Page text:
The LORD God said, “It is not good for the man to be alone. I will make a helper suitable for him.” Genesis 2:18 (NIV)
At one time in my life I believed all I needed was God and me. Despite growing up in church I didn’t value enough the connection that came with it. Between legalism, judgementalism and hypocrisy often practiced in the church I grew up in; I believed I was better off with God on my own. After all He has given us His Word through the Bible and His Spirit what more do we need right?
A few years of following that format and I realized how difficult it is to stay connected with God on my own. Even when I was able to it was easy to develop blind-spots without a trusted outside voice who could speak into my life. I came to miss the connection of being in a small group like the one my parents had that met in their home. I missed the working of the various gifting coming together to accomplish something larger than one could on their own. I also in a way became less me…it takes community for our real selves to be fully revealed.
C.S. Lewis suggests that it takes a community of people to get to know an individual person. Reflecting on his own friendships, he observed some aspects of one of his friend’s personality were brought out only through interaction with a second friend. That meant if he lost the second friend, he lost the part of his first friend that was otherwise invisible.
“By myself I am not large enough to call the whole man into activity; I want other lights than my own to show all his facets.”
Genesis 2:18 is stated at the beginning of this post. There is meaning to this verse in regards to marriage but more so we also learn that God created us to be in community with other people as well. The Bible is full of other references that support this understanding. Below is a list of 59 verses in the Bible that give an exhortation to actually “do” something towards another person.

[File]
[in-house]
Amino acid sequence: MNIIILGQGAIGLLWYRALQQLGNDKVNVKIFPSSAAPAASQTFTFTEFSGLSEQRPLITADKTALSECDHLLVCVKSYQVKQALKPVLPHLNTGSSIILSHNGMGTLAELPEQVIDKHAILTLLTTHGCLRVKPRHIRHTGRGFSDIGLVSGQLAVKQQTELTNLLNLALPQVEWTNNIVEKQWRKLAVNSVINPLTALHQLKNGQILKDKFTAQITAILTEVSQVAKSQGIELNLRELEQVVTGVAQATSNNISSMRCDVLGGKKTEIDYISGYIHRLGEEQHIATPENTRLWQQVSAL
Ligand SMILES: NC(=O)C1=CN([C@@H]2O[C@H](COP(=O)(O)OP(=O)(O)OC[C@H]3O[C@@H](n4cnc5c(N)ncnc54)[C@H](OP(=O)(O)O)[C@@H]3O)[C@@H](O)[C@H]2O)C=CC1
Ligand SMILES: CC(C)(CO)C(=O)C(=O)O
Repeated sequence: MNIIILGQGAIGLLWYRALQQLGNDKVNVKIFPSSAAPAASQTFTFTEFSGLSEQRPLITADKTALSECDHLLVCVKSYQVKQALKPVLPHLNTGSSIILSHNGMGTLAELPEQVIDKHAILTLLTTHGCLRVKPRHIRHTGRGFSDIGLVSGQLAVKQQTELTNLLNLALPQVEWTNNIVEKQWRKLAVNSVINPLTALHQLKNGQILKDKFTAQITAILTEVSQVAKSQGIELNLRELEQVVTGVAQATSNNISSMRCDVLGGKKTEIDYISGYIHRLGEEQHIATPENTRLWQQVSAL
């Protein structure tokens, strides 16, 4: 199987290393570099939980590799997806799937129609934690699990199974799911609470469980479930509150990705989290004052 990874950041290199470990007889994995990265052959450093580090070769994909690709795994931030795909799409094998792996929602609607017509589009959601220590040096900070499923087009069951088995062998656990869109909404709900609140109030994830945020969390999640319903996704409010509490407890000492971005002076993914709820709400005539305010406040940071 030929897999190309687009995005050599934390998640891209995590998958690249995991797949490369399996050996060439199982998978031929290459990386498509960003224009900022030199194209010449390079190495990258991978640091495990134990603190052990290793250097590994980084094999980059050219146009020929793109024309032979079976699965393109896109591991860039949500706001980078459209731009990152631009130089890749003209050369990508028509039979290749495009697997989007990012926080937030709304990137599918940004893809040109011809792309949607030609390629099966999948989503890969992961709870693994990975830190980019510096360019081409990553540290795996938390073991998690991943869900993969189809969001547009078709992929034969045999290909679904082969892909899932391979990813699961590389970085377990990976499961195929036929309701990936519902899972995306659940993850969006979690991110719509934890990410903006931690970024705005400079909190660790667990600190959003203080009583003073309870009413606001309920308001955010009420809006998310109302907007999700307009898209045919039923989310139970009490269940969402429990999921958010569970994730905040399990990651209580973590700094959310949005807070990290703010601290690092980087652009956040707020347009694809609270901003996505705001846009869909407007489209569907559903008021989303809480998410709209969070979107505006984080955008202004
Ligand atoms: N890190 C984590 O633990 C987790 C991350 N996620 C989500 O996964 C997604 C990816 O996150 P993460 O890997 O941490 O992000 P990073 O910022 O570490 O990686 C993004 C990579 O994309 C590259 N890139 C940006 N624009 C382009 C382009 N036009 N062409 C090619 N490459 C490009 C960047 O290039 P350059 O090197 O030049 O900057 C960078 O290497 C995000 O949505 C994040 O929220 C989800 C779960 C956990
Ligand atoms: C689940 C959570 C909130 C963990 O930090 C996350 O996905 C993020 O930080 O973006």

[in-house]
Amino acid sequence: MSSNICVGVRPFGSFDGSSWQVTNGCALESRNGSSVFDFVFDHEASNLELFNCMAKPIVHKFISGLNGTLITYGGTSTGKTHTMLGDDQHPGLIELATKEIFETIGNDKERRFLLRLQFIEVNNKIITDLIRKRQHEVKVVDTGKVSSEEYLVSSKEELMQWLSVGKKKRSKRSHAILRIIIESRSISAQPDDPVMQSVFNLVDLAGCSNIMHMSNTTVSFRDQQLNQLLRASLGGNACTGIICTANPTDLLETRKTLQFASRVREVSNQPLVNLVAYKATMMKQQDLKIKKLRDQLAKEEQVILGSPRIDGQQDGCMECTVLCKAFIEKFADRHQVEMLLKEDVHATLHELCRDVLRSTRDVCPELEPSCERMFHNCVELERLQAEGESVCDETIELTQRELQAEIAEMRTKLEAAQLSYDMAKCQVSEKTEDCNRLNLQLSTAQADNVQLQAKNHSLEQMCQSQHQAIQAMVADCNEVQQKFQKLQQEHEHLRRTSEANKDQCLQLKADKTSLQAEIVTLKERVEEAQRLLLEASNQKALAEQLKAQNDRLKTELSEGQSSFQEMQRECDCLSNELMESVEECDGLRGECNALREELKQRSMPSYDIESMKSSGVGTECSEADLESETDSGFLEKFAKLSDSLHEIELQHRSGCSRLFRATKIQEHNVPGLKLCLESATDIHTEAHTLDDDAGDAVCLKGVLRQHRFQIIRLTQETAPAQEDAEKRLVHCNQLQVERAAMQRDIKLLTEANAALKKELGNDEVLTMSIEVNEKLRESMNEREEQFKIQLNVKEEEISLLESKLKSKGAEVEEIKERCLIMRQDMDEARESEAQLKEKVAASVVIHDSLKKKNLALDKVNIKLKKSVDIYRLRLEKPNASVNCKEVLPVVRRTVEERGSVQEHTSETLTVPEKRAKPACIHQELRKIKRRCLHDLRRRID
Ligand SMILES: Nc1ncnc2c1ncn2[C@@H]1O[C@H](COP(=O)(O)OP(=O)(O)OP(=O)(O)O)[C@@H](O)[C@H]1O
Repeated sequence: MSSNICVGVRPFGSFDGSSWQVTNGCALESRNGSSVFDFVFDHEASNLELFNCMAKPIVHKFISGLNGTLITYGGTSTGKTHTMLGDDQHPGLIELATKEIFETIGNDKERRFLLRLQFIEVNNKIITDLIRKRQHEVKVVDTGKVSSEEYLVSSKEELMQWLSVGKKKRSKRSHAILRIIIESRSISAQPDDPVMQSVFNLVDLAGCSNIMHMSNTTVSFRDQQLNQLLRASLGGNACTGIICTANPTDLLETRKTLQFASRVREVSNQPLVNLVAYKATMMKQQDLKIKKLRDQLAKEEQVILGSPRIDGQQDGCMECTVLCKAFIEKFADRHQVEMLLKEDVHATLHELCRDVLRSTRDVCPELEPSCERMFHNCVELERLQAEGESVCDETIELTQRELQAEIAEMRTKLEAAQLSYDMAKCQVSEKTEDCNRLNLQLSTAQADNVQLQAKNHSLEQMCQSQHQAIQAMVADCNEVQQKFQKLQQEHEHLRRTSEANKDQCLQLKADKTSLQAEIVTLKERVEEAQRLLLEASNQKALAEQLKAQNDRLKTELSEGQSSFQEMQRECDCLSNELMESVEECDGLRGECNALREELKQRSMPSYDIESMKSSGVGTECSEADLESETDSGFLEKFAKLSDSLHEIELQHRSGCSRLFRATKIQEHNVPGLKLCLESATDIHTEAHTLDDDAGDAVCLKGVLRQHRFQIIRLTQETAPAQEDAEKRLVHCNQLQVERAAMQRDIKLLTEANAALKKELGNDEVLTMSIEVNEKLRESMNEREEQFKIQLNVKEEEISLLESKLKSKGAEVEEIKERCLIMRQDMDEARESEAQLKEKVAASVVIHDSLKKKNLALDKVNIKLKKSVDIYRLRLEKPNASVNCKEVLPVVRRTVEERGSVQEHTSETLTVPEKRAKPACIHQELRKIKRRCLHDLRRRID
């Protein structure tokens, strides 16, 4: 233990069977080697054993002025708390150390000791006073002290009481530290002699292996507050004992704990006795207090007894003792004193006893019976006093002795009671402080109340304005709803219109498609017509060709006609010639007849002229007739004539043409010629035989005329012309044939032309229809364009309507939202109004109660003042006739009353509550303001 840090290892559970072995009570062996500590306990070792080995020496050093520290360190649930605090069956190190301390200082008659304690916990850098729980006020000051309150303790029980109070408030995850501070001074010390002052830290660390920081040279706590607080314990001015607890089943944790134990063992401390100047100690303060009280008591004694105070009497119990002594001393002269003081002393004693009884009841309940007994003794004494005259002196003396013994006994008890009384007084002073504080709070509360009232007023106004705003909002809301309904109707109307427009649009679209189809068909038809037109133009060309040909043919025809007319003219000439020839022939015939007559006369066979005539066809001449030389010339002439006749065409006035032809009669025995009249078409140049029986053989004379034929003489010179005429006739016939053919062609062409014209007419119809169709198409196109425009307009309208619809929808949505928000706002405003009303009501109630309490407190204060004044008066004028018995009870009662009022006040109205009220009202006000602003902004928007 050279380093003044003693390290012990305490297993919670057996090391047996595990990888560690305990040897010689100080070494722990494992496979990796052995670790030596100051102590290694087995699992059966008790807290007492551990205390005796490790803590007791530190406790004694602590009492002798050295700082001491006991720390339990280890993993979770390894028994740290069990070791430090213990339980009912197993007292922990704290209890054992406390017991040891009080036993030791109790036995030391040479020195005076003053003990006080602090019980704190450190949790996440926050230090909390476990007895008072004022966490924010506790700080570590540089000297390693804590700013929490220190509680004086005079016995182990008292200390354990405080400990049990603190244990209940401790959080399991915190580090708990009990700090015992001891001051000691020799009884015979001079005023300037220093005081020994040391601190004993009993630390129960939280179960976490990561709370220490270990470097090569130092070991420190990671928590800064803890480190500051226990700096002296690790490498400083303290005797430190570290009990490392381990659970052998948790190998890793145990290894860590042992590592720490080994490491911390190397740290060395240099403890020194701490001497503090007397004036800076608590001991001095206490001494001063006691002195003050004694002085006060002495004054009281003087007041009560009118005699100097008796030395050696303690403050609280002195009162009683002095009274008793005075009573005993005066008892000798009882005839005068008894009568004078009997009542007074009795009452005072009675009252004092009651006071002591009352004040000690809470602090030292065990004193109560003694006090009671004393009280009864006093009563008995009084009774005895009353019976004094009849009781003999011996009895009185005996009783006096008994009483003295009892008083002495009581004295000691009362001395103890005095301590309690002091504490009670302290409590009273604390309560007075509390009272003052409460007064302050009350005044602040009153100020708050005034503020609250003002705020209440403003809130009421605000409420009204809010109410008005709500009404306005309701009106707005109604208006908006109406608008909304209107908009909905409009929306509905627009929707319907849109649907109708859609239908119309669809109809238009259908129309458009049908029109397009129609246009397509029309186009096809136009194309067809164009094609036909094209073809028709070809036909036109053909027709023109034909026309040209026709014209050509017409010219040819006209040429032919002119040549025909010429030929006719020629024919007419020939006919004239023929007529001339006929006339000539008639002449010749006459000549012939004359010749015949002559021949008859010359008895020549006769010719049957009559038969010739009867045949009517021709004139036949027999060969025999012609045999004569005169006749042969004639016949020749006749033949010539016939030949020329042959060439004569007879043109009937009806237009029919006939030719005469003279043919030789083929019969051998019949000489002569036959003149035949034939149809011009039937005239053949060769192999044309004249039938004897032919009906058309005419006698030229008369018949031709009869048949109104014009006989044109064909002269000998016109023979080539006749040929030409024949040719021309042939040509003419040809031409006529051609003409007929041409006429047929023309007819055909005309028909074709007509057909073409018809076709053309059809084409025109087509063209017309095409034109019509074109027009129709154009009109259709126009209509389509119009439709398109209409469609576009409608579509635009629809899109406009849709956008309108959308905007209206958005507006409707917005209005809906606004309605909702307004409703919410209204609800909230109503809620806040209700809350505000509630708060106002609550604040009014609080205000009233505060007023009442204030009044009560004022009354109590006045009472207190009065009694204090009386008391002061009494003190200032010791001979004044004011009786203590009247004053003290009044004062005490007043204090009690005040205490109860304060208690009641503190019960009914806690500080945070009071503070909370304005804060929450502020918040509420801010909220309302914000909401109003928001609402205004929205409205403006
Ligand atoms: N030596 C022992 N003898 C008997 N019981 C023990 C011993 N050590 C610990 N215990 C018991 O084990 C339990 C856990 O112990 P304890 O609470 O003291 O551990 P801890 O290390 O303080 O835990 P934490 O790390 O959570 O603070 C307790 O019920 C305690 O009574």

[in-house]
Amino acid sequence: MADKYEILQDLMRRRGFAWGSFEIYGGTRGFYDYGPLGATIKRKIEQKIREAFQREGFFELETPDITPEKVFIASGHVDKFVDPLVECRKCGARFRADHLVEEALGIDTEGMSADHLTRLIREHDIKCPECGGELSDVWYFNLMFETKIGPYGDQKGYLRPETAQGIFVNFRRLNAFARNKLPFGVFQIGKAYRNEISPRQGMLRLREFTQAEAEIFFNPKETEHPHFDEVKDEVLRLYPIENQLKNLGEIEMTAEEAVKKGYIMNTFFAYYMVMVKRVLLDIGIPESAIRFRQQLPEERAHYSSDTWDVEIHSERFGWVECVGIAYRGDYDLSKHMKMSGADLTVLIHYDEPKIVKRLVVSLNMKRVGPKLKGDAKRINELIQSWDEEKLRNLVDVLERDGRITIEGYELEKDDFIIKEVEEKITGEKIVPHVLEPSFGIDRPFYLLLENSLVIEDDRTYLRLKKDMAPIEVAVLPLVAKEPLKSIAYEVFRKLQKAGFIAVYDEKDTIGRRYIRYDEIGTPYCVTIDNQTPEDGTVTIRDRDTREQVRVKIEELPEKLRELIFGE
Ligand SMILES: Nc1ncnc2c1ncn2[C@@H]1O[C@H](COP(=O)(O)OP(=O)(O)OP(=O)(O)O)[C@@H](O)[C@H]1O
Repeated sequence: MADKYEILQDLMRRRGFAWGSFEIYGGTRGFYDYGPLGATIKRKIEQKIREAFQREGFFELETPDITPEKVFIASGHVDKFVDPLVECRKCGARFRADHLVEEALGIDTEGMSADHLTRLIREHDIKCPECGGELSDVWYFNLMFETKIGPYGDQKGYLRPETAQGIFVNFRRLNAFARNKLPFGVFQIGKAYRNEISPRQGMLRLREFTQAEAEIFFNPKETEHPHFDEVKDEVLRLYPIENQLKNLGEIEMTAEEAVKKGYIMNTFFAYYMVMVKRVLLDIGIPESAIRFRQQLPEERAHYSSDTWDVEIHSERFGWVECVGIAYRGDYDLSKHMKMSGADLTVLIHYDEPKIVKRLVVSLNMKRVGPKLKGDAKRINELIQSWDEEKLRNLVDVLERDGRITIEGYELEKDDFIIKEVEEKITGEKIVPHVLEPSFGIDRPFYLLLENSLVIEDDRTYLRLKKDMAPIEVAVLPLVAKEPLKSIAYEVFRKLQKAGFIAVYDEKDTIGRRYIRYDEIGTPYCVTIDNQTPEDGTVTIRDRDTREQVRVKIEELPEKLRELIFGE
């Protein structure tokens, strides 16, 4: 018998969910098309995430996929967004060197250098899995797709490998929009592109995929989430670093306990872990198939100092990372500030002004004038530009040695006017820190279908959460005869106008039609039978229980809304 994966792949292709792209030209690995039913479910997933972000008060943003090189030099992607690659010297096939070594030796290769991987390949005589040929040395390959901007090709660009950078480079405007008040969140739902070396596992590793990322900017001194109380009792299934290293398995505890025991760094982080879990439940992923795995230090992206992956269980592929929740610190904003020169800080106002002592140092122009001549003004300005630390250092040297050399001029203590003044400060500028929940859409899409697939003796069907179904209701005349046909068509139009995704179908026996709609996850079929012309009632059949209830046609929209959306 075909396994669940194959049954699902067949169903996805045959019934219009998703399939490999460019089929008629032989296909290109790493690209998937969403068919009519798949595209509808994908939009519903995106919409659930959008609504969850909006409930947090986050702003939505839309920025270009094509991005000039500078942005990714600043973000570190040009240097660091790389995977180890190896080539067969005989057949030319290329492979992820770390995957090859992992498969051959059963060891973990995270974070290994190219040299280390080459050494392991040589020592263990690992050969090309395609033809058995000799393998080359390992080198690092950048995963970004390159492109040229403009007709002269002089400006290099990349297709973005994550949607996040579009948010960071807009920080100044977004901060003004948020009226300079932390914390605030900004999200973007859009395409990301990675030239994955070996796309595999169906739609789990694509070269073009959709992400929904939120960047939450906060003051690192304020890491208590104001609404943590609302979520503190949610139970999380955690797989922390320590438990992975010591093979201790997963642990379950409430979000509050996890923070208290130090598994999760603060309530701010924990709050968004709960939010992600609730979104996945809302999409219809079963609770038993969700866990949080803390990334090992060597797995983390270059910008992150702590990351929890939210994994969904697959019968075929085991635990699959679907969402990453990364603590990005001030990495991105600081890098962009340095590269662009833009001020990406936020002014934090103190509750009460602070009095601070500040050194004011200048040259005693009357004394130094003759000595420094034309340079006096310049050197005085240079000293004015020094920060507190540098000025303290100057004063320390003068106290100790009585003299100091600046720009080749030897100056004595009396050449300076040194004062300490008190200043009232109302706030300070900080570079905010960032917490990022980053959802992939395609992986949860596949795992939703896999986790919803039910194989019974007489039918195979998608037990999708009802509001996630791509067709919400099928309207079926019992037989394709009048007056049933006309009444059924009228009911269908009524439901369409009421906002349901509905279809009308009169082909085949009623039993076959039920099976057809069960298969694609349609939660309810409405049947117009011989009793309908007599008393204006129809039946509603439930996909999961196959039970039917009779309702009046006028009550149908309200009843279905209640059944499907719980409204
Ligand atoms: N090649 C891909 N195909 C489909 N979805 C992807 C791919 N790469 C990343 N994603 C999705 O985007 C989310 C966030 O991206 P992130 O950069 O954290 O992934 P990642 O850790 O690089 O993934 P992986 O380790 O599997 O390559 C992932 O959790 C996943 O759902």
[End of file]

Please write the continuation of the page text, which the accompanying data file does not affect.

The primary activity of the church was one-anothering one another. – Andy Stanley
Take a moment and think about the quote above… Consider that statement and then consider how intentional we can be at strategies that don’t include this primary activity. We can be intentional about getting people assigned to positions to serve in, plugged into programs but where are we intentional about one-anothering?
When everyone is sitting in rows…you can’t do any one anothers. – Andy Stanley
If the majority of a church’s focus is getting people into rows we will not have an abundance of opportunities to “be the church.” When we’re intentional about guiding the church towards Biblical community we create more space for the “one anothers”. It’s so much easier to do one-anothering in circles than rows.
Here is a visual info-graphic created by the overview bible of the 59 “one-another” verses.
Inspired by: Connected